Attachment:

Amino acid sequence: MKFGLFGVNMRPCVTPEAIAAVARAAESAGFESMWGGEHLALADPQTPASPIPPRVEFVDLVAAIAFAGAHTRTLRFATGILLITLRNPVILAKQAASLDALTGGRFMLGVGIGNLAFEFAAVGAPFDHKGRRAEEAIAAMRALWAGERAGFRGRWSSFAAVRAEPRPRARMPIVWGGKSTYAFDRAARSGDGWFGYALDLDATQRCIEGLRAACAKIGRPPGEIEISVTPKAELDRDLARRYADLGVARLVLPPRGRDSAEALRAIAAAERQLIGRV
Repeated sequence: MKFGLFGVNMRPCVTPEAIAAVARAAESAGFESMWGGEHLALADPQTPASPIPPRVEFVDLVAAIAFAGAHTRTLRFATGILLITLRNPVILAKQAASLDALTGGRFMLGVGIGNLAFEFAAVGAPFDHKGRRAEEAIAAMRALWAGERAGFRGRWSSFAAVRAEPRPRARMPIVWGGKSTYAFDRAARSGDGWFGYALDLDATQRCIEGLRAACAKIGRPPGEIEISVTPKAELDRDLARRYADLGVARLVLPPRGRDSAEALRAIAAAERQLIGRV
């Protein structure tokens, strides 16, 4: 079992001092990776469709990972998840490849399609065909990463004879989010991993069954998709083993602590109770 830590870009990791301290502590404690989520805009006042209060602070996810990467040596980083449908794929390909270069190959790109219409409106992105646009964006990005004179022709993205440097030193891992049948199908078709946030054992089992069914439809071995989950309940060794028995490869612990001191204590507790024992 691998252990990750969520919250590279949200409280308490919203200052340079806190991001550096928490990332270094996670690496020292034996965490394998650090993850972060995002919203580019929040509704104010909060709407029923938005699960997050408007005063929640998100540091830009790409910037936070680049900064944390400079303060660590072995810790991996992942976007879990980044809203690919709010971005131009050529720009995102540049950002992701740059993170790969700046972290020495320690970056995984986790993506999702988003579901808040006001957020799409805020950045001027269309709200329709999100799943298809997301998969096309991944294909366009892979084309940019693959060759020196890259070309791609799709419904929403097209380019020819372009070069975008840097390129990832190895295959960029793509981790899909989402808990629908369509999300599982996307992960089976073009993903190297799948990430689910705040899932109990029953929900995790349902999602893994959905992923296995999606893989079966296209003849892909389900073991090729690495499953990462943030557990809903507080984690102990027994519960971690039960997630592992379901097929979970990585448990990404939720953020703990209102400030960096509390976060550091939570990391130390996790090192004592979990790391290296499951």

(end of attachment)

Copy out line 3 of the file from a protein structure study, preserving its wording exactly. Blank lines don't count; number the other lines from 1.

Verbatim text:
């Protein structure tokens, strides 16, 4: 079992001092990776469709990972998840490849399609065909990463004879989010991993069954998709083993602590109770 830590870009990791301290502590404690989520805009006042209060602070996810990467040596980083449908794929390909270069190959790109219409409106992105646009964006990005004179022709993205440097030193891992049948199908078709946030054992089992069914439809071995989950309940060794028995490869612990001191204590507790024992 691998252990990750969520919250590279949200409280308490919203200052340079806190991001550096928490990332270094996670690496020292034996965490394998650090993850972060995002919203580019929040509704104010909060709407029923938005699960997050408007005063929640998100540091830009790409910037936070680049900064944390400079303060660590072995810790991996992942976007879990980044809203690919709010971005131009050529720009995102540049950002992701740059993170790969700046972290020495320690970056995984986790993506999702988003579901808040006001957020799409805020950045001027269309709200329709999100799943298809997301998969096309991944294909366009892979084309940019693959060759020196890259070309791609799709419904929403097209380019020819372009070069975008840097390129990832190895295959960029793509981790899909989402808990629908369509999300599982996307992960089976073009993903190297799948990430689910705040899932109990029953929900995790349902999602893994959905992923296995999606893989079966296209003849892909389900073991090729690495499953990462943030557990809903507080984690102990027994519960971690039960997630592992379901097929979970990585448990990404939720953020703990209102400030960096509390976060550091939570990391130390996790090192004592979990790391290296499951």